My team has grown increasingly reliant on video so it was important for me to be able to use the Surface for that purpose. The Surface makes Peer-to-peer and video conferencing simple to use: clicking the video icon initiates a video call.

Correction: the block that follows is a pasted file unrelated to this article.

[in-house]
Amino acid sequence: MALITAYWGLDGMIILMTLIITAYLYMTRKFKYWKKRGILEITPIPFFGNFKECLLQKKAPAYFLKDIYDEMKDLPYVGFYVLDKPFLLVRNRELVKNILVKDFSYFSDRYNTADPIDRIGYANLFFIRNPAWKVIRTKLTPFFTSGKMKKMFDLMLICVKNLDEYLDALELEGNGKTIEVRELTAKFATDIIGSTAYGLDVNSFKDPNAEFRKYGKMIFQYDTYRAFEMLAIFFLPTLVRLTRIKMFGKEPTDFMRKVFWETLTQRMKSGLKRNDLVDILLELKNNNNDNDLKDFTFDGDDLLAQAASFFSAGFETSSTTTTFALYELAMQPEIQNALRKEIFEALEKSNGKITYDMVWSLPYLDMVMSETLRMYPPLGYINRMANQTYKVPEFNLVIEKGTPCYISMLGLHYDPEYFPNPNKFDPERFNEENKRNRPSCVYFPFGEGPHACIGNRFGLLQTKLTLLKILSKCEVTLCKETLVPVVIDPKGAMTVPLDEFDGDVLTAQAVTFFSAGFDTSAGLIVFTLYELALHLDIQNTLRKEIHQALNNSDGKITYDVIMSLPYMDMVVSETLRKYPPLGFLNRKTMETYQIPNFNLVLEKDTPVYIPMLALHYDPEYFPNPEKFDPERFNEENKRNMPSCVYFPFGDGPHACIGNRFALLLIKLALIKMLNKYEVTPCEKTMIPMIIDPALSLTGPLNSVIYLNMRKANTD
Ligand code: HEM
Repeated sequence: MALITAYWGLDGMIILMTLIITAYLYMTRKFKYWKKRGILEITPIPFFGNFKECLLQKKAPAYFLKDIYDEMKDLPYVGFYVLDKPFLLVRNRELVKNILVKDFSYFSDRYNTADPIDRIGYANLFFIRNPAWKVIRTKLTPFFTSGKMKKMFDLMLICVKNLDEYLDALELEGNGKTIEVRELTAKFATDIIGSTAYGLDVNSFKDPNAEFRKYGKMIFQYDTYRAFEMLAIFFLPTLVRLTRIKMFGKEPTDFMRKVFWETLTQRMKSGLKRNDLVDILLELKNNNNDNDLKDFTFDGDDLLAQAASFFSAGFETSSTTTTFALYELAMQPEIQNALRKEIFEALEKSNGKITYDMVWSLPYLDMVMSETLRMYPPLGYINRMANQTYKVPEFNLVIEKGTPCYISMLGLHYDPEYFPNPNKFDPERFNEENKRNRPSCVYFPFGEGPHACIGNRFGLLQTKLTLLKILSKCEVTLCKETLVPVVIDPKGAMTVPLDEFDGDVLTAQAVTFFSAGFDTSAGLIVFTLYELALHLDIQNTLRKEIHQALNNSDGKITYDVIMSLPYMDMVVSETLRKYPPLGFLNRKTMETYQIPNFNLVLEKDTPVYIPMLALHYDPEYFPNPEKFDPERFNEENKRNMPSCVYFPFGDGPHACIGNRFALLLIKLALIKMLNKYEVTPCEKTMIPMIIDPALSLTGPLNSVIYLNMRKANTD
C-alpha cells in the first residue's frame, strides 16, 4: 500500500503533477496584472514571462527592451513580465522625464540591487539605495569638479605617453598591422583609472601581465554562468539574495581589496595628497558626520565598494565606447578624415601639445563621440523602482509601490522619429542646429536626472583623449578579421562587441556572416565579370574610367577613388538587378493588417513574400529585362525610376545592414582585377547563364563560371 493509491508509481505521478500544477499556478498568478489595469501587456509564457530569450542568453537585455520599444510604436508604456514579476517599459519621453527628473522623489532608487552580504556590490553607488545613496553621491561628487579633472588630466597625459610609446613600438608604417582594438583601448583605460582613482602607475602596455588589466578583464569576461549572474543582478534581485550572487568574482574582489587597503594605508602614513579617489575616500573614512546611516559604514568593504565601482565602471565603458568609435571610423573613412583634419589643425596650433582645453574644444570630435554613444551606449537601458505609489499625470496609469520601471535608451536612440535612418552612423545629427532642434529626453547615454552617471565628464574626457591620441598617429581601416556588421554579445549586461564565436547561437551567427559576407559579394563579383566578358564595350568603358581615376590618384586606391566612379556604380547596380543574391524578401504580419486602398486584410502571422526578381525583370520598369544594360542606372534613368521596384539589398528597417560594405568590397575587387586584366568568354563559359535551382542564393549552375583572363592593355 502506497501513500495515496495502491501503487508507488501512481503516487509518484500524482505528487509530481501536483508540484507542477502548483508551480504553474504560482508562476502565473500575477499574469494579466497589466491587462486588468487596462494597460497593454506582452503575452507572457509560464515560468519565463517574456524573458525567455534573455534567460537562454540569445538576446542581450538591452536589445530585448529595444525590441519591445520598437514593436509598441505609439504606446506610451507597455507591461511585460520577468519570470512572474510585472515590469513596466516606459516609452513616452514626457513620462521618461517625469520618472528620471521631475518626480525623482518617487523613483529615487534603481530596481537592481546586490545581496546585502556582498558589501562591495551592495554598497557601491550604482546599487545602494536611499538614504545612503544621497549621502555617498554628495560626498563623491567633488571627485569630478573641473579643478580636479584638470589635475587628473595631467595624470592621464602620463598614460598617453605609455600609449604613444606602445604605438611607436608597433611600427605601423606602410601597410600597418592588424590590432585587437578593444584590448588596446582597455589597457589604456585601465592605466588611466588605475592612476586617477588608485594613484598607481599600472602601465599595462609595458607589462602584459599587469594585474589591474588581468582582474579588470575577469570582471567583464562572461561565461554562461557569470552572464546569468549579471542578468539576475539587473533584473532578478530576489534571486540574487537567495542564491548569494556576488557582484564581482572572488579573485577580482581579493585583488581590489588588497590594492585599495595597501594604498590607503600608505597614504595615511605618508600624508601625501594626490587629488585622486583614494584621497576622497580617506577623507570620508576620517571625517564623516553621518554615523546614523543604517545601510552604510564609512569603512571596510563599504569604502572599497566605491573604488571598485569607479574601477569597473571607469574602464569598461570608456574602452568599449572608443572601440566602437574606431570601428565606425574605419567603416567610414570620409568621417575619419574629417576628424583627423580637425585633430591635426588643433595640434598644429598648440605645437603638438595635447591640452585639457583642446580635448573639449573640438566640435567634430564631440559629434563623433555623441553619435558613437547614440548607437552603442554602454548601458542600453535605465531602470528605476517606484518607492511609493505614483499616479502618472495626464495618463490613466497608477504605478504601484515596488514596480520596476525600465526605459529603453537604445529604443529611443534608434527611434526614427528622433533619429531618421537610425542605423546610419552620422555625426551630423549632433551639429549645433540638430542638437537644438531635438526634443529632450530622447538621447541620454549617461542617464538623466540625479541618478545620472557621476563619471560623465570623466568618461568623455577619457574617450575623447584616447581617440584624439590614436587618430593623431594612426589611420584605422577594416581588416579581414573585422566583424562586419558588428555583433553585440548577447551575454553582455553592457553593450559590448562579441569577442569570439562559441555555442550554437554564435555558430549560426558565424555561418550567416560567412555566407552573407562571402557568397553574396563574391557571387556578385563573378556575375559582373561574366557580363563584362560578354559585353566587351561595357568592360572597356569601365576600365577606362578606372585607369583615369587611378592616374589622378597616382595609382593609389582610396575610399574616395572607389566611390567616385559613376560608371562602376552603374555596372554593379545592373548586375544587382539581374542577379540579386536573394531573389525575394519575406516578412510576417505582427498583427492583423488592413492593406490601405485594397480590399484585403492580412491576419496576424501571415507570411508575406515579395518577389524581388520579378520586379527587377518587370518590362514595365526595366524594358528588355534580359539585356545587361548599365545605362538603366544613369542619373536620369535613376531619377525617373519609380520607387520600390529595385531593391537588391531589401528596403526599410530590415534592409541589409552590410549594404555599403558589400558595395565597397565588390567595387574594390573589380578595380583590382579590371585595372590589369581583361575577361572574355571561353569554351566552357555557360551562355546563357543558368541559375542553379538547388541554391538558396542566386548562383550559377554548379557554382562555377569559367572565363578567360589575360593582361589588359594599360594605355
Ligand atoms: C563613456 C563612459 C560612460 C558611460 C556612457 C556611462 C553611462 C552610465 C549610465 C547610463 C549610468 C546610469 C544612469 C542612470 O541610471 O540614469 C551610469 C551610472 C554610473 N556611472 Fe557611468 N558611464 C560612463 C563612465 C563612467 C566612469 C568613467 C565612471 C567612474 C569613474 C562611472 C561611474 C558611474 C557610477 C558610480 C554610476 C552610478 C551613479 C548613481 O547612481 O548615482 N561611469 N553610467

The Surface’s built-in cameras, both front & back, can both be used for Lync video. You have the option to toggle the view from the front-facing to the rear-facing camera and this is nice for an-adhoc video conference where you have a few people in same room with you. I’ve read a lot of reviews that complain about the quality of the Surface’s cameras, but my experience with the video camera has been excellent. I believe the complaints stem from the quality of the “still shots” taken by the cameras. I can confirm that the Surface will not be replacing your fancy Nikon SLR anytime soon (and frankly, nor should it). You will, however, find that it makes for an outstanding video camera. It sends a crisp 720p HD video stream. Every person on the receiving end of my video stream has commented on the great clarity. In several cases, people were baffled when I told them I was using the built-in camera on my tablet. It’s that good.